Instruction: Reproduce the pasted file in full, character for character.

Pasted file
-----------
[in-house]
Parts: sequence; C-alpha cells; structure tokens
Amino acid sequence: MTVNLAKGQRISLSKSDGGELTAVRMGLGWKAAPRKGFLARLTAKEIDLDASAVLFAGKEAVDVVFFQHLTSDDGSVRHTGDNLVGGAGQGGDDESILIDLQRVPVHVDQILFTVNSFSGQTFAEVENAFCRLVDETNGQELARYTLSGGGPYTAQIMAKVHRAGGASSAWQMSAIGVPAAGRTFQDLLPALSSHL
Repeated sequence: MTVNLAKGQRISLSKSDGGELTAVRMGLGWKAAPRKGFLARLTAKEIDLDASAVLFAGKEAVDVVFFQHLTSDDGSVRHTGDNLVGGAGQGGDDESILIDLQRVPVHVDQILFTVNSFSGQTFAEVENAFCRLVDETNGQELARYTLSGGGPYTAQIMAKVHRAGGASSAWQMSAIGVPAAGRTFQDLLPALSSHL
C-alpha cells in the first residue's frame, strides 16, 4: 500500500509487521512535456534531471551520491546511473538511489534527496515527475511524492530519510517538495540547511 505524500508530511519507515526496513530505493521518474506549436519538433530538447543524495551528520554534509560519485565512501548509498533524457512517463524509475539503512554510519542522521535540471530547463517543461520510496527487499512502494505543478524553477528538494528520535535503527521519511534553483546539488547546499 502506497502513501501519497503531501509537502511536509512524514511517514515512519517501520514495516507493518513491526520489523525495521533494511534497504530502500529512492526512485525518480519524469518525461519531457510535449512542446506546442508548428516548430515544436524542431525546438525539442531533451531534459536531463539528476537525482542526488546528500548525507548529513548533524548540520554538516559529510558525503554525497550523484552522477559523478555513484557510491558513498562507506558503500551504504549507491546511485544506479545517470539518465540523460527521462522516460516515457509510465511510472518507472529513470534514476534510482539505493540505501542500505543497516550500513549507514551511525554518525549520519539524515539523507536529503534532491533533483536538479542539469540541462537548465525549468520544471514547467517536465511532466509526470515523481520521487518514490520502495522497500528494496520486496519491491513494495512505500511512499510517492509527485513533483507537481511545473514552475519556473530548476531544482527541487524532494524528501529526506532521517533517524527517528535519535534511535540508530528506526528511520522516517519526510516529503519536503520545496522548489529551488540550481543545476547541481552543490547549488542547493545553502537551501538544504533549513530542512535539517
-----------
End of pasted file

[in-house]
Parts: sequence; C-alpha cells; structure tokens
Amino acid sequence: MTVNLAKGQRISLSKSDGGELTAVRMGLGWKAAPRKGFLARLTAKEIDLDASAVLFAGKEAVDVVFFQHLTSDDGSVRHTGDNLVGGAGQGGDDESILIDLQRVPVHVDQILFTVNSFSGQTFAEVENAFCRLVDETNGQELARYTLSGGGPYTAQIMAKVHRAGGASSAWQMSAIGVPAAGRTFQDLLPALSSHL
Repeated sequence: MTVNLAKGQRISLSKSDGGELTAVRMGLGWKAAPRKGFLARLTAKEIDLDASAVLFAGKEAVDVVFFQHLTSDDGSVRHTGDNLVGGAGQGGDDESILIDLQRVPVHVDQILFTVNSFSGQTFAEVENAFCRLVDETNGQELARYTLSGGGPYTAQIMAKVHRAGGASSAWQMSAIGVPAAGRTFQDLLPALSSHL
C-alpha cells in the first residue's frame, strides 16, 4: 500500500509487521512535456534531471551520491546511473538511489534527496515527475511524492530519510517538495540547511 505524500508530511519507515526496513530505493521518474506549436519538433530538447543524495551528520554534509560519485565512501548509498533524457512517463524509475539503512554510519542522521535540471530547463517543461520510496527487499512502494505543478524553477528538494528520535535503527521519511534553483546539488547546499 502506497502513501501519497503531501509537502511536509512524514511517514515512519517501520514495516507493518513491526520489523525495521533494511534497504530502500529512492526512485525518480519524469518525461519531457510535449512542446506546442508548428516548430515544436524542431525546438525539442531533451531534459536531463539528476537525482542526488546528500548525507548529513548533524548540520554538516559529510558525503554525497550523484552522477559523478555513484557510491558513498562507506558503500551504504549507491546511485544506479545517470539518465540523460527521462522516460516515457509510465511510472518507472529513470534514476534510482539505493540505501542500505543497516550500513549507514551511525554518525549520519539524515539523507536529503534532491533533483536538479542539469540541462537548465525549468520544471514547467517536465511532466509526470515523481520521487518514490520502495522497500528494496520486496519491491513494495512505500511512499510517492509527485513533483507537481511545473514552475519556473530548476531544482527541487524532494524528501529526506532521517533517524527517528535519535534511535540508530528506526528511520522516517519526510516529503519536503520545496522548489529551488540550481543545476547541481552543490547549488542547493545553502537551501538544504533549513530542512535539517